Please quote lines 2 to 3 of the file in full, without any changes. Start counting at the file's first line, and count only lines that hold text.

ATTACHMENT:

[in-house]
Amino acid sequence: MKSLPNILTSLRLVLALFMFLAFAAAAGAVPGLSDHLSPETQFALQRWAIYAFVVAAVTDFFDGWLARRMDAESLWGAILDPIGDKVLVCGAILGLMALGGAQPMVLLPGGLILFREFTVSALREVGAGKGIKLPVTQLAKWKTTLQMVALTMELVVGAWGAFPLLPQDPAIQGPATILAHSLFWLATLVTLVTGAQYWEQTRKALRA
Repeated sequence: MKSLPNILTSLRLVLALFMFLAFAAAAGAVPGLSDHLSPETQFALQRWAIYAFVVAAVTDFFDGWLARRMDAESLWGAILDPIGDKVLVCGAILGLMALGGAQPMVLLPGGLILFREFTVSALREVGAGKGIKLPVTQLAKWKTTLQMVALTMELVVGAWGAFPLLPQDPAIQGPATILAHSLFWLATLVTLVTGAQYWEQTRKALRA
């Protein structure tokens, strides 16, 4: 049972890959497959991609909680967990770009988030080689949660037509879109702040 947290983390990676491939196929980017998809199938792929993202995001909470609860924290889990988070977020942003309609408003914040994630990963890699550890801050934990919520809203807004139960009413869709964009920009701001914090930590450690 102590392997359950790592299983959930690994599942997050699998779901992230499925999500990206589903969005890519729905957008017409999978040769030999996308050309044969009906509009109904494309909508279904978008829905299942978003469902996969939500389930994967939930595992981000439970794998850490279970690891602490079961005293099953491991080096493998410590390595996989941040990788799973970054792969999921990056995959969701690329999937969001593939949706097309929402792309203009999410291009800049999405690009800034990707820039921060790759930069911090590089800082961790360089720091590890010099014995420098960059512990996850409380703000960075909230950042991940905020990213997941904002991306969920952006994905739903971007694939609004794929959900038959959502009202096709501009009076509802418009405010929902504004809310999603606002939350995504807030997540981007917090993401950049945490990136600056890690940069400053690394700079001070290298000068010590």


Amino acid sequence: MKSLPNILTSLRLVLALFMFLAFAAAAGAVPGLSDHLSPETQFALQRWAIYAFVVAAVTDFFDGWLARRMDAESLWGAILDPIGDKVLVCGAILGLMALGGAQPMVLLPGGLILFREFTVSALREVGAGKGIKLPVTQLAKWKTTLQMVALTMELVVGAWGAFPLLPQDPAIQGPATILAHSLFWLATLVTLVTGAQYWEQTRKALRA
Repeated sequence: MKSLPNILTSLRLVLALFMFLAFAAAAGAVPGLSDHLSPETQFALQRWAIYAFVVAAVTDFFDGWLARRMDAESLWGAILDPIGDKVLVCGAILGLMALGGAQPMVLLPGGLILFREFTVSALREVGAGKGIKLPVTQLAKWKTTLQMVALTMELVVGAWGAFPLLPQDPAIQGPATILAHSLFWLATLVTLVTGAQYWEQTRKALRA